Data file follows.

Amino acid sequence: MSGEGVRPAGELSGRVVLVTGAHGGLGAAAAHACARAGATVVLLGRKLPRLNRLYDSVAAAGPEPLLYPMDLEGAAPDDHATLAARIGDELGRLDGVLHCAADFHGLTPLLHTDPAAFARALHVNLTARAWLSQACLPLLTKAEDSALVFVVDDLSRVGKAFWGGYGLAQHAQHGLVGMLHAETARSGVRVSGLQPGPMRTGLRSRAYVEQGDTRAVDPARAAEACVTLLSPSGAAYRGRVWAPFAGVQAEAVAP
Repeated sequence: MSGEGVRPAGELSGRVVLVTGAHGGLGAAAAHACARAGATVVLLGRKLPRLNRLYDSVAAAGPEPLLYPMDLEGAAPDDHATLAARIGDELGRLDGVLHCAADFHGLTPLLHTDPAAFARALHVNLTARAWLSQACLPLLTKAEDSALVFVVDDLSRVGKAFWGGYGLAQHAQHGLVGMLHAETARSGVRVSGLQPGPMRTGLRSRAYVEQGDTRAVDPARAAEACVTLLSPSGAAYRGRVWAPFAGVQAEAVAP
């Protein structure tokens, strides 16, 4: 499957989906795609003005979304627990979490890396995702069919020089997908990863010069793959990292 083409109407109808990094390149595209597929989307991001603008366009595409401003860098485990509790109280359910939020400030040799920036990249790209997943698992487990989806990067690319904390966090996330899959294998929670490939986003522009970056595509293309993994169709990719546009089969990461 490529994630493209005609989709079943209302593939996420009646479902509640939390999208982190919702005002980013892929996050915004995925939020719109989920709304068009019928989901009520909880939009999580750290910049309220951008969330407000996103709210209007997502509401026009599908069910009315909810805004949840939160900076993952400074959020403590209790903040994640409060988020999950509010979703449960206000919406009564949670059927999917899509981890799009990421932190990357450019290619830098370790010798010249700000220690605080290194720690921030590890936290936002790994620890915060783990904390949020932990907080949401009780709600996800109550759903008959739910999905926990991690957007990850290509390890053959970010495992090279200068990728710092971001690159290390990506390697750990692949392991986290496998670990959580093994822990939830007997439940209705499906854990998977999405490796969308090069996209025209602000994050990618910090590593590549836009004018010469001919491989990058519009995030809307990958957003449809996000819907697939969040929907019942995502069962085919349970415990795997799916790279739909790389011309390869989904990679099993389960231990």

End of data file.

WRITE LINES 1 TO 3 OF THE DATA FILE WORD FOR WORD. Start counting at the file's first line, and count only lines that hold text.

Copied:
Amino acid sequence: MSGEGVRPAGELSGRVVLVTGAHGGLGAAAAHACARAGATVVLLGRKLPRLNRLYDSVAAAGPEPLLYPMDLEGAAPDDHATLAARIGDELGRLDGVLHCAADFHGLTPLLHTDPAAFARALHVNLTARAWLSQACLPLLTKAEDSALVFVVDDLSRVGKAFWGGYGLAQHAQHGLVGMLHAETARSGVRVSGLQPGPMRTGLRSRAYVEQGDTRAVDPARAAEACVTLLSPSGAAYRGRVWAPFAGVQAEAVAP
Repeated sequence: MSGEGVRPAGELSGRVVLVTGAHGGLGAAAAHACARAGATVVLLGRKLPRLNRLYDSVAAAGPEPLLYPMDLEGAAPDDHATLAARIGDELGRLDGVLHCAADFHGLTPLLHTDPAAFARALHVNLTARAWLSQACLPLLTKAEDSALVFVVDDLSRVGKAFWGGYGLAQHAQHGLVGMLHAETARSGVRVSGLQPGPMRTGLRSRAYVEQGDTRAVDPARAAEACVTLLSPSGAAYRGRVWAPFAGVQAEAVAP
């Protein structure tokens, strides 16, 4: 499957989906795609003005979304627990979490890396995702069919020089997908990863010069793959990292 083409109407109808990094390149595209597929989307991001603008366009595409401003860098485990509790109280359910939020400030040799920036990249790209997943698992487990989806990067690319904390966090996330899959294998929670490939986003522009970056595509293309993994169709990719546009089969990461 490529994630493209005609989709079943209302593939996420009646479902509640939390999208982190919702005002980013892929996050915004995925939020719109989920709304068009019928989901009520909880939009999580750290910049309220951008969330407000996103709210209007997502509401026009599908069910009315909810805004949840939160900076993952400074959020403590209790903040994640409060988020999950509010979703449960206000919406009564949670059927999917899509981890799009990421932190990357450019290619830098370790010798010249700000220690605080290194720690921030590890936290936002790994620890915060783990904390949020932990907080949401009780709600996800109550759903008959739910999905926990991690957007990850290509390890053959970010495992090279200068990728710092971001690159290390990506390697750990692949392991986290496998670990959580093994822990939830007997439940209705499906854990998977999405490796969308090069996209025209602000994050990618910090590593590549836009004018010469001919491989990058519009995030809307990958957003449809996000819907697939969040929907019942995502069962085919349970415990795997799916790279739909790389011309390869989904990679099993389960231990």